Rio de Janeiro

Artur Barrio

Centro Cultural Banco Do Brasil

Although this recent retrospective of work by Artur Barrio occupied a relatively small gallery, the scale of the space did not reflect the magnitude of the work, but its nature. For the art of this Portuguese-born, Rio de Janeiro–based artist is quite difficult to showcase, spanning over a quarter of a century and consisting mostly of ephemeral works: performance pieces, installations, and public interventions. “Situacões: ARTUR BARRIO: Registro” (Situations: Artur Barrio: record), curated by local critic Marcio Doctors, comprised mainly projects and documentation of works: approximately three hundred slides, thirty minutes of video footage, thirty-five artist’s books, ten sketchbooks, five drawings, and a catalogue.

One could say that Barrio’s project shares particular concerns with the ’60s avant-garde, which questioned both art and its objecthood. But, although the work might at first be associated with North American and European Conceptual art, as well as Italian arte povera, it is in fact ingrained in a specific trajectory of Brazilian contemporary art—more particularly from Rio de Janeiro. The generation to which Barrio is often linked (Antônio Manuel, Cildo Meireles, Tunga, and Waltércio Caldas, among others) is in many ways indebted to the powerful impact of the Neo-Concrete experiments of Lygia Clark, Lygia Pape, and Hélio Oiticica. My insistence on calling attention to such connections is not merely to trace stylistic and thematic influences, but to alert the foreign reader to the existence of other conceptual art traditions.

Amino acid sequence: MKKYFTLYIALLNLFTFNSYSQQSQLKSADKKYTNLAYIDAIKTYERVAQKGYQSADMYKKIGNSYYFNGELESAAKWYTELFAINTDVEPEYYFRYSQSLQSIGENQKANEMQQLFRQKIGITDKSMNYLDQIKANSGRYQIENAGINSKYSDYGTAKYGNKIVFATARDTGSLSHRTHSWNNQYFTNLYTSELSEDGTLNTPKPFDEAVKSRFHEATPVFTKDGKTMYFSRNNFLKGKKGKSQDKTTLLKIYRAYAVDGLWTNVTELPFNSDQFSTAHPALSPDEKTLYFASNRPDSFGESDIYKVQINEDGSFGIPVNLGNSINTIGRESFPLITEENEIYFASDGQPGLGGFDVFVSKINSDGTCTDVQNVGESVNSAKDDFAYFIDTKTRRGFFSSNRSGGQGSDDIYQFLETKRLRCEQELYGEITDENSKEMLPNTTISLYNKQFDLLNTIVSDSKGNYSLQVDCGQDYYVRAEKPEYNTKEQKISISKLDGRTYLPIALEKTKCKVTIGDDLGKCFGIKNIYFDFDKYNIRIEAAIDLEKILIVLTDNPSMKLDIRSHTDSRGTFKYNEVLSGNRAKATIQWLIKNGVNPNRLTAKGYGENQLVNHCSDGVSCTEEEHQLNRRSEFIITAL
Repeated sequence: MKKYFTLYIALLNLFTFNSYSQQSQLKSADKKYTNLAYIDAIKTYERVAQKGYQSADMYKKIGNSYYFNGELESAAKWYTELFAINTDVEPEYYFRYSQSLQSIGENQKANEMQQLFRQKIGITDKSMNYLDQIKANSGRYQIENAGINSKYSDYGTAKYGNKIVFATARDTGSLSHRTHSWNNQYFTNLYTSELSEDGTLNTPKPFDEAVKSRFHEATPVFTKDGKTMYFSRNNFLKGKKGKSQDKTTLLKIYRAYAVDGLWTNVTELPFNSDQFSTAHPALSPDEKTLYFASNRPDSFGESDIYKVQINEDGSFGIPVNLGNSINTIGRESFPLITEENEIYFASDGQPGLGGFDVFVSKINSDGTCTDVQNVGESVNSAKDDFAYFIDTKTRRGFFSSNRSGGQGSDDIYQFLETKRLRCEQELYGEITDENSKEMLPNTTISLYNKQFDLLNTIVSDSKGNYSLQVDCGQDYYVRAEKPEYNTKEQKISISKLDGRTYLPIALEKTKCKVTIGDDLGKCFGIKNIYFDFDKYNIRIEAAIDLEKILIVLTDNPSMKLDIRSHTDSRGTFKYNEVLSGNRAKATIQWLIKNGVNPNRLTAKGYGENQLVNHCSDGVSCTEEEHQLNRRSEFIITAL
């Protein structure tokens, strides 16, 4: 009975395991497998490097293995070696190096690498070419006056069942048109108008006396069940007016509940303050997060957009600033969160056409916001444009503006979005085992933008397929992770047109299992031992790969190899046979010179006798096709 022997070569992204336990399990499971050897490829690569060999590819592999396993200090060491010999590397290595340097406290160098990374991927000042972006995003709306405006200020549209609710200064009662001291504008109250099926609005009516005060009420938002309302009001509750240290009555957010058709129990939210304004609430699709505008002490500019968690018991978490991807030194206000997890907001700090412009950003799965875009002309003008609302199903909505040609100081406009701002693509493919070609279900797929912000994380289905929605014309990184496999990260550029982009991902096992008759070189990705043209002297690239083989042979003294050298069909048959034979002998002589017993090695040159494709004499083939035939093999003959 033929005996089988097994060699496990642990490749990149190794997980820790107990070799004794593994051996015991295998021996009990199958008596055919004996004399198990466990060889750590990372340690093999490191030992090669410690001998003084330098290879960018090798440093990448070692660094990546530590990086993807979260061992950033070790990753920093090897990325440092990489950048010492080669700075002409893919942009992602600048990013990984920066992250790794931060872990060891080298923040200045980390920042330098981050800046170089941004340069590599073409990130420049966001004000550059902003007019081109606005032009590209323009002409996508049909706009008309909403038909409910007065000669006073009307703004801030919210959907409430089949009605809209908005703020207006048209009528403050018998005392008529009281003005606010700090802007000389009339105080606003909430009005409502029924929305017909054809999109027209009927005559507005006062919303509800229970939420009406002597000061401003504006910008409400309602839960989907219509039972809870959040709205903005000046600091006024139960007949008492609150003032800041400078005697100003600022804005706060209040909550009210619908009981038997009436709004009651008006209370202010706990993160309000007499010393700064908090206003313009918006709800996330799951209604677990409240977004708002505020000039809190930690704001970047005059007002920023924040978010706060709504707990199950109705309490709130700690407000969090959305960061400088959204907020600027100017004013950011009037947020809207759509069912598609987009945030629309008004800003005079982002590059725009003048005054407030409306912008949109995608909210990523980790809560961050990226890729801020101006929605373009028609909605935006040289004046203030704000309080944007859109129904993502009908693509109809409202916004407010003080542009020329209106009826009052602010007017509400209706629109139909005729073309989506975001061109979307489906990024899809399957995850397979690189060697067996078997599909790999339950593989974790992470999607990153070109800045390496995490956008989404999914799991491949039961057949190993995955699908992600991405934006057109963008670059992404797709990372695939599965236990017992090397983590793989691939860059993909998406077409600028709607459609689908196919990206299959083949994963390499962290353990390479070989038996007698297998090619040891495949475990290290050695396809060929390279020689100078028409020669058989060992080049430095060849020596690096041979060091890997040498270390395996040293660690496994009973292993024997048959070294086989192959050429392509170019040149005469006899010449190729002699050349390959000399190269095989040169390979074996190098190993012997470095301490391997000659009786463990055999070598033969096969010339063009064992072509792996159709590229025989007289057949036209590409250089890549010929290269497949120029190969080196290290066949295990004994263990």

It is perhaps from this perspective that we may begin to understand how Barrio’s seemingly harsh, strict conceptual strategies become heavily corporeal, sensual, and visceral. Take Trouxas ensanguentadas (Bloody bundles, 1960–70), of which we are now offered only documentation. The T. E., as the artist refers to them in an ironic technical abbreviation, consisted of detritus wrapped in cloth stained with bloodlike ink. The pieces, scattered in public spaces, looked very much like packed and mutilated body parts. In a similar project from the same period Barrio scattered 500 plastic bags filled with excrement, bodily fluids, and other organic material throughout Rio de Janeiro. The background for these pieces was the early ’70s—a period during which Brazil witnessed the military dictatorship’s scariest moments. Such interventions could very well be seen as reflecting the terrorism and torture common at that time.

Following the path traced by the curator, one found Barrio experimenting time and again with other organic materials: fat, fish, meat, bread, potatoes. In the exhibition catalogue, the artist states that in his work “things are not indicated (represented); they are lived.” This is a crucial statement that defines not only the visceral quality of the artist’s experiments, but also his debt to Clark and Oiticica’s concept of “living experience.” In this sense, Livro de carne (Book of flesh/meat/beef, 1979) is quintessential. The piece, as its title indicates, is a book made of red meat, only a few pages long. In its conciseness, it evokes the complex intangibility of corporeal knowledge, which only art can mark, something at once beyond reason and textual writing, and open to numerous bodily readings. Yet the unsettling illogicality behind the soon-to-be-rotten Livro de carne, and the knowledge to which Barrio’s work repeatedly points, is that it can never in fact be read, or interpreted, let alone published—only lived.

Adriano Pedrosa